His great-great grandfather was bookkeeper and confidant of the venerable Duke of Èvreux. An unassuming man, Charles de Gris Laurent oversaw the horse stables, crop harvesting, mill production, and the tax revenues of his noble employer, whom often found himself at Versailles, on the ear of Louis XV. The son of peasant farmers, Charles possessed a natural gift for the accounting of things. Whether the commodity was a chicken, an ear of corn, or a nugget of gold, Monsieur de Gris Laurent maintained an accurate inventory and estimation of anything that held value.
As the Duke’s affairs limited his ability to oversee the fiefdom, Charles was increasingly entrusted with all things attributed to the manor, including the Château de Aubagne, a palatial estate on the coast near Marseilles. It was here, during a quarterly excursion of tax collecting, that Charles de Gris Laurent encountered a farmer, who was not able to reconcile his debts. Of humble origins himself, Charles did not wish to see the father of two infants and one toddler girl, evicted from the land. Though his duty was to the noble, to aggregate the necessary revenue of the season, Monsieur de Gris Laurent agreed to lend the man the required sum, from his own purse, under the agreement that the man would repay the loaned amount on the third month of the following visit, at an increased rate. The farmer, who was without options but was grateful that one was available, found the repayment terms agreeable. When Charles de Gris Laurent returned the following quarter, his loan had accrued in value.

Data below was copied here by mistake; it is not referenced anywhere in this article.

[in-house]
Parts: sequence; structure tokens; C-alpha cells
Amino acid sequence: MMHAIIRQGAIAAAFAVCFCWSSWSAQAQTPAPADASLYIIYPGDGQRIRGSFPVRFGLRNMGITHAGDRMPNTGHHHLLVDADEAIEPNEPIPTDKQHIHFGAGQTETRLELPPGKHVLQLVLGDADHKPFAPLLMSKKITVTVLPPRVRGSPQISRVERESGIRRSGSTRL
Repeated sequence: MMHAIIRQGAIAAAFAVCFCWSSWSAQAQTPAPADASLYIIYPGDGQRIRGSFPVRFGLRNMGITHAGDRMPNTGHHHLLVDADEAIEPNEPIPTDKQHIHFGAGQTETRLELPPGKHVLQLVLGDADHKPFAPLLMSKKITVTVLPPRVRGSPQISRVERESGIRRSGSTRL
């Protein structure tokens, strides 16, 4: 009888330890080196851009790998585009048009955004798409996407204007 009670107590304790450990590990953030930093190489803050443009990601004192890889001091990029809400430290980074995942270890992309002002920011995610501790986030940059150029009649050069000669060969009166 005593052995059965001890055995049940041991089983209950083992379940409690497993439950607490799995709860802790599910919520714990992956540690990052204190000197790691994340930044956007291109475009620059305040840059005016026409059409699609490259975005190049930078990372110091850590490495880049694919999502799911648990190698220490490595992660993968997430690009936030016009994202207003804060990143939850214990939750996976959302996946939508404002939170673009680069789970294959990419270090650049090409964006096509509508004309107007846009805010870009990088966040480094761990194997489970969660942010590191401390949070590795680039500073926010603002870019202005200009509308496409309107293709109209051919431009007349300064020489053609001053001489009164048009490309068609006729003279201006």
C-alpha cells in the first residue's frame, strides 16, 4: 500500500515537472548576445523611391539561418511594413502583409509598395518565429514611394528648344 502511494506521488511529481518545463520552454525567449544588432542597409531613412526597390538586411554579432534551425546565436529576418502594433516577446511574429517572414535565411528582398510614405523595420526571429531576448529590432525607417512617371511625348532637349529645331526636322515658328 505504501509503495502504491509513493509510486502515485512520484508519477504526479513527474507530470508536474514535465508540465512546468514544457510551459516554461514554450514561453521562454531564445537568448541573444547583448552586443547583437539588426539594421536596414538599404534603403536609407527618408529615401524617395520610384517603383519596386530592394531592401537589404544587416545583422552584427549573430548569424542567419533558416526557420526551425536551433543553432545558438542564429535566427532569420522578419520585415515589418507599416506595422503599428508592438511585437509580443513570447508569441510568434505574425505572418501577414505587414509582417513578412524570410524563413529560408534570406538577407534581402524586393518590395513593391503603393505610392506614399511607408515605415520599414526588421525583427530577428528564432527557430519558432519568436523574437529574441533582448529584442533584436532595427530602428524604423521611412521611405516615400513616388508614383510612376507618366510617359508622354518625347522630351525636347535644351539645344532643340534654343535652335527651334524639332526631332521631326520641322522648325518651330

Charles de Gris Laurent, free from the watchful eye of his employer, began making reasonable loans from the coffers of his employer, at a considerable rate of interest. The loans were always repaid and Charles began to amass a small fortune from the interest rates, which he stored in a newly rented apartment in Paris. His entrepreneurial endeavors never diverted from the work of his employ, but rather increased his bookkeeping acumen. He had begun to find himself indispensable to the Duke, who even sought his thoughts on negotiable terms for the Treaty of Aix-la-Chapelle, over a cognac, at the château in Èvreux.
Forty-four years later, his son, Jean-Luc de Gris Laurent would finance the overthrow of the monarchy and establish the first private bank of De Gris Laurent in Paris. In addition to financing Napoleonic wars, Jean-Luc would lend capital to the governments of Austria and neighboring Prussia, two countries at war with one another. Regardless of the outcome, Jean-Luc was satisfied that the revenue accrued by the victor would far outweigh the financial losses sustained by the fallen. His son, Philippe de Gris Laurent would ply his father’s financial acumen in North America, establishing the private bank of De Gris Laurent in New York. It was at the behest of Philippe and his business associates, who were considerably invested in war related affairs, that Mr. Roosevelt engaged The United States into World War II. His son, Marston de Gris Laurent, who later assumed the English version of the family name, though discarding Laurent altogether, completely restructured the private banking activities of De Gris Laurent, beginning with its name, Grey Investments.
Benjamin arose before the sun this morning, lording over a counter in the Mulberry kitchen. He hovered over an espresso and smiled.
Maxwell entered in his plush onyx robe, surprised to see him.
“Someone’s up early.”
Maxwell opened the metallic refrigerator and perused its contents.
Benjamin continued staring into the abyss of the espresso.
“I’ve got a feeling…”
He paused. Maxwell turned to his friend, intrigued.
“That today is going to be great.”
He brought the espresso cup to his lips. Maxwell smiled, still idling at the sub zero cooler.
“Greatness is in your blood.”
Implode. Part XXXI – DK